StarJo
Post 6

When I served as ad director for a newspaper, I was always amazed at how easily confused customers were when it came to ad sizes. I instructed the sales reps to always let their clients know that 2x5 meant 2 column inches, or 3.6 actual inches, by 5 inches instead of literally 2 inches by 5 inches. Still, we ended up receiving ads from them that measured 2 inches wide.

It would be easier to just define ad spaces by fractions of a page. That way, they could not even guess what a sixteenth of a page would be. They would have to rely on actual measurements. However, we don’t do this, because we want customers to have the flexibility of going up or down an inch or even a half inch in height. This keeps them happy.

lighth0se33
Post 5

It is very frustrating to a graphic designer at a newspaper to receive an already designed ad from an advertiser or individual that doesn’t fit the space that they bought. This is because the designer will have to break the ad down into pieces and cut and paste it back together to fit the space, or he may have to redesign it from scratch.

I know this because I worked as an intern at a paper during college. We received a lot of completed ads that didn’t fit the ad space. Often, it was more time consuming to chop the ad up into bits and rearrange them than to work up an ad ourselves.

The sales reps always

told the advertisers the size that the ad should be, but sometimes they just sent us an ad they ran with another publication and hoped it would fit. We were told to never stretch an ad, because that would distort the images. The redesign had to match the original as closely as possible.
kylee07drg
Post 4

I am a sales representative for a newspaper. In addition to our daily paper, we publish several smaller special sections of a different size. For our regular paper, we sell ad space by the column inch, but for our special sections, we sell space as either an eighth, a fourth, a half, or a full page.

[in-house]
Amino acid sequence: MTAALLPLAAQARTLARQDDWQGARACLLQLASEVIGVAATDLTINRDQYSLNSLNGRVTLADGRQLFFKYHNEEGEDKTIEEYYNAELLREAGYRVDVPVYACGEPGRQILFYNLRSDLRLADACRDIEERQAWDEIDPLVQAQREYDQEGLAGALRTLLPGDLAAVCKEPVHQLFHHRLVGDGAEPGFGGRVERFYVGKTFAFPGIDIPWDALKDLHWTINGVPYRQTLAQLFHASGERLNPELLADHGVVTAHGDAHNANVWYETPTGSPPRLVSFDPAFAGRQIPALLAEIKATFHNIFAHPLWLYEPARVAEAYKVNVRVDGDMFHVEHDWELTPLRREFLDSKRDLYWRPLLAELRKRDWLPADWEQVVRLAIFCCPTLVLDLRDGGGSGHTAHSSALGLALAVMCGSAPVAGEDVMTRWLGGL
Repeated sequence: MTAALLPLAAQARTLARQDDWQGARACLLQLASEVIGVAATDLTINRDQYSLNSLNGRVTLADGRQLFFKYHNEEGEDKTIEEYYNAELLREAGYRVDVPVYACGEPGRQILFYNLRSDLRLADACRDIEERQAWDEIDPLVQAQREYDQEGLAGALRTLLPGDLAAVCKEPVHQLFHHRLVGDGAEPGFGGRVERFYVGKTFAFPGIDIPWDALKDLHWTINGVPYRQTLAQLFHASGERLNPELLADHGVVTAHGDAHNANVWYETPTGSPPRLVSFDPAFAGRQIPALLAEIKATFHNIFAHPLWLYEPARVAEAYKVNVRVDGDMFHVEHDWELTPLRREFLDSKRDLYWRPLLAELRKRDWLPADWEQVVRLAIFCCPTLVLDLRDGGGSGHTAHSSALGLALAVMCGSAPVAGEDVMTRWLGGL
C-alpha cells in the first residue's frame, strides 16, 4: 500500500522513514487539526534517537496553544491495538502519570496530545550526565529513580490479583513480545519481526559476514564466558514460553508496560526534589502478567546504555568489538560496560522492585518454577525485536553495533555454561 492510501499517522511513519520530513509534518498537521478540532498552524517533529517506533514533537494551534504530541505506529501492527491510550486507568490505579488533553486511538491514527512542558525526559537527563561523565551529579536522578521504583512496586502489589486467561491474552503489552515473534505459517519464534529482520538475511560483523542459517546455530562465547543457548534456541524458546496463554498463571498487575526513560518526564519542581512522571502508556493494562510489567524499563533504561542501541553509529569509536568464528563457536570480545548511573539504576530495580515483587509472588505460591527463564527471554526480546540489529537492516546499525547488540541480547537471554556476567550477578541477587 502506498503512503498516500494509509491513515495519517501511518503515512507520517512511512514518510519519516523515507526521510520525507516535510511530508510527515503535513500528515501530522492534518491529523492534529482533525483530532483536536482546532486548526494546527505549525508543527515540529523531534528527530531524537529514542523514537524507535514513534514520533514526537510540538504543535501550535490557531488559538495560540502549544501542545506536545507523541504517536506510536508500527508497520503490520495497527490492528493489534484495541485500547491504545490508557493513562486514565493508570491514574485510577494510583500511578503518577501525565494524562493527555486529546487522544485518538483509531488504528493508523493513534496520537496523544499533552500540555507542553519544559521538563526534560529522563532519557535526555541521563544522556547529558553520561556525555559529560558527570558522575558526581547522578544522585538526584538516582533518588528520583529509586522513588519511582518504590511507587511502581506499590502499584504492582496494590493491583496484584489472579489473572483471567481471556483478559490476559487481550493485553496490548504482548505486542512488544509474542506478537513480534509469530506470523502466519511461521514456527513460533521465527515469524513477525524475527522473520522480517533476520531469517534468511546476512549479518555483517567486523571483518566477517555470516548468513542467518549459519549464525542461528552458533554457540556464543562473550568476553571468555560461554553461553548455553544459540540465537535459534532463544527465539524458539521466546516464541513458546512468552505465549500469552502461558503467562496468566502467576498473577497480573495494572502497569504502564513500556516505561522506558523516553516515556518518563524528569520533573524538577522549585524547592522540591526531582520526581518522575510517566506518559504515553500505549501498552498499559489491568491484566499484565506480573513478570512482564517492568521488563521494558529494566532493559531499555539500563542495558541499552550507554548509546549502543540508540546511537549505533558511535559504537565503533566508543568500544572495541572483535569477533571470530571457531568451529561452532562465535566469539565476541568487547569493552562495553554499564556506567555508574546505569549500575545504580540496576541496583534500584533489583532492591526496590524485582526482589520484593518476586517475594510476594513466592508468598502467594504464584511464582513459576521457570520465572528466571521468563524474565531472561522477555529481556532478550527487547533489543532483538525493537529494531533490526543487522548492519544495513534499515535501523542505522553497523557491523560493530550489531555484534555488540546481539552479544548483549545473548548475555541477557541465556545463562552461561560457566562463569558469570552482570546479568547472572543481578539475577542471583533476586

Our graphic designers have a list of the specific ad space measurements by width. They each keep a copy of it posted on their walls for easy reference. The height of an ad is literal, so a 2x4 ad would be an actual 4 inches tall.

Oceana
Post 3

I design ads for a newspaper, so I have the challenge of making text and images fit into a specified space in an attractive fashion. We sell space by the column inch, and our most popular sizes are 2 columns by 4 inches and 2 columns by 2 inches. Advertisers who are trying to save money but have too much to say to fit into a 2x2 will buy a 2x4, but those who just want the basic information, like logo, address, and phone number, buy a 2x2.

We also sell quite a few 3x5 and 3x10.5 ad spaces. Advertisers who really want to get noticed or who want to list a lot of sale items buy these bigger sizes. Car dealers frequently buy 3x10.5 ad spaces and list several cars, along with prices and features.

lonelygod
Post 2

Full-page newspaper ads are a great investment if you are opening a new business. While they are quite pricey having a full-page ad can really help you attract customers, especially if you add some coupons to the bottom of your ad or a contest.

If you can't go for broke with a full-page advertisement sometimes you can get a good deal if you buy a series of smaller ad space over time. You can make an agreement to run your ad for several weeks and it reduces the overall price. Plus they may throw in a special offer, such as a half-page advertisement when you buy so many weeks of advertising. It is definitely worth asking if the newspaper has any advertising promotions.

letshearit
Post 1

Looking at a newspaper is the best way to gauge whether or not the size of an advertisement will suit your needs. My family runs a small business and they sent me out to figure out which newspaper advertisements are the best size, and of course, placement is important too. You'll usually have to pay more money if you want your add in a specific section.

We found that we got the most bang for our buck by purchasing ads that ran alongside articles featured in the home section. My family sells wood flooring, so there is nothing better than strategic placement.